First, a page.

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Trouble in Paradise Audible – Abridged

4.2 out of 5 stars 281 customer reviews

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Format: Hardcover
Jesse Stone got off to a shaky start in "Night Passage." In this second outing for the character, Parker has come quickly up to speed and I'm glad. I've read ever book this author has written and suffered through the occasional doldrums. This novel was like returning home.As a cop, I read crime fiction with a sharp - and somewhat jaundiced - eye. I can find fault with minor details in this book, but not enough to get in the way of enjoying it. The plot moves along at a good pace, switching points of view with alternating chapters. It is somewhat cinematic in this respect, telling the story from both places and allowing the reader to more fully understand the story. The characters are solid and well written. A hero like Stone or Spenser needs quality villains to oppose and there are two in this one, if you don't count the townswoman of whom Stone makes an enemy in the course of doing his job.If there are more Jesse Stone novels to come, bring them on! I'll enjoy learning more about his world, just as I did learning about Spenser's.
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Format: Hardcover
Is it me, or are the Spenser novels getting a little stale? Parker seems to have started telling the same story over and over again, from Crimson Joy on up to the present. Spenser always knows what to do to make things come out perfectly. Does anyone remember the early Spenser, who didn't always know what to do? The Spenser of "Mortal Stakes" (a brilliant detective novel) who ambushed and murdered the villian and his cohort so that his clients could get out from beneath their shadow? I miss the Spenser who who committed morally suspect acts in order to fulfull his own personal code. And then came Jesse Stone, Parker's alternate protagonist. He's troubled, he's flawed, he's an incomplete human being trying to find a new place for himself. He doesn't always know what to do, and he has potential to mess up. Parker was on the verge of rediscovering depth of character in "Night Passage" and he's found it with "Trouble In Paradise." In the villain Macklin (among others...all the criminals in this book are amazing) we see a character who makes sense because his motivations are in place: he's greedy, he wants money, and he downright enjoys being a criminal. Further, Parker shows his incredible understanding of small town Massachusetts dynamics, politics, and corruption in the Jesse Stone books. He truly is on the verge of becoming great again as author. Give him a chance.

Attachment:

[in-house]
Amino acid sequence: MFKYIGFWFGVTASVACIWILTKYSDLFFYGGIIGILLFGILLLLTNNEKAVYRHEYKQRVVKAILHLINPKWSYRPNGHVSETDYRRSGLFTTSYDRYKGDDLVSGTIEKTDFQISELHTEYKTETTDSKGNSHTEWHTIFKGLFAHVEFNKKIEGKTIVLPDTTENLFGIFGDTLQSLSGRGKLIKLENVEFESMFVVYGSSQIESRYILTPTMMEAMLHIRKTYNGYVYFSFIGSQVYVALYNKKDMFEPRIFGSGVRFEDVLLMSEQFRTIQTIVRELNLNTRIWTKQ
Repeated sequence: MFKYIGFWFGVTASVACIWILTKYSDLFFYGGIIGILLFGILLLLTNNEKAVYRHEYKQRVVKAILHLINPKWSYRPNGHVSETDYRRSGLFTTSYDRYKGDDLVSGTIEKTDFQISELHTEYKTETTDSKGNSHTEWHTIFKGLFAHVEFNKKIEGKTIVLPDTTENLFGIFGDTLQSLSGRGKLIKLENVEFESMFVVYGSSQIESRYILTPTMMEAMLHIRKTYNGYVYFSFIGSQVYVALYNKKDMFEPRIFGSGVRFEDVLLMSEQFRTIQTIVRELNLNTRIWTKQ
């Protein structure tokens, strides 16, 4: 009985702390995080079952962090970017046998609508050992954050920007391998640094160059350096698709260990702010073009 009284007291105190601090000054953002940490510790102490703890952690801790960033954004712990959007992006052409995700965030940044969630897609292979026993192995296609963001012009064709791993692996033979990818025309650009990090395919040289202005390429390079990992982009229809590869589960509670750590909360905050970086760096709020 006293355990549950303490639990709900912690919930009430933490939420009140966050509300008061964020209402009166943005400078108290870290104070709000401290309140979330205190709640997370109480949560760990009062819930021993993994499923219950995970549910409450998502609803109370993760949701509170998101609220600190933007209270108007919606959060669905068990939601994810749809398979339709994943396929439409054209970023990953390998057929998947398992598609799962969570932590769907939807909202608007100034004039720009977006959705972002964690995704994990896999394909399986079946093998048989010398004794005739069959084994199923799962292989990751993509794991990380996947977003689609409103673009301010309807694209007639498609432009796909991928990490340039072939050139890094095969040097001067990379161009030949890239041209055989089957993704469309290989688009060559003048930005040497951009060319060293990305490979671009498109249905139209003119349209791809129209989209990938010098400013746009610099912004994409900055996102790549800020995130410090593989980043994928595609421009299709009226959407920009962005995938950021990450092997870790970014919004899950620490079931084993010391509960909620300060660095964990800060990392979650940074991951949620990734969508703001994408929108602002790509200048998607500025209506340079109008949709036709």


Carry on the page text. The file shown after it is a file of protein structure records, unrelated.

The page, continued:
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Format: Mass Market Paperback
When reading any of Robert Parker's novels it's difficult not to compare his protagonist with Spenser, Parker's most famous character. However, Jesse Stone, police chief of Paradise, Mass. is not Spenser. He is Spenser-like in that he's self assured, competent, and has a dry sense of humor.
The story revolves around an attempted heist of all the valuables on ritzy Stiles Island. Career criminal James Macklin assembles a crew of specialists who plan to isolate the island from the nearby mainland and at their leisure pluck all of the residents clean of anything valuable. Of course, they don't realize they'll have to deal with Jesse Stone.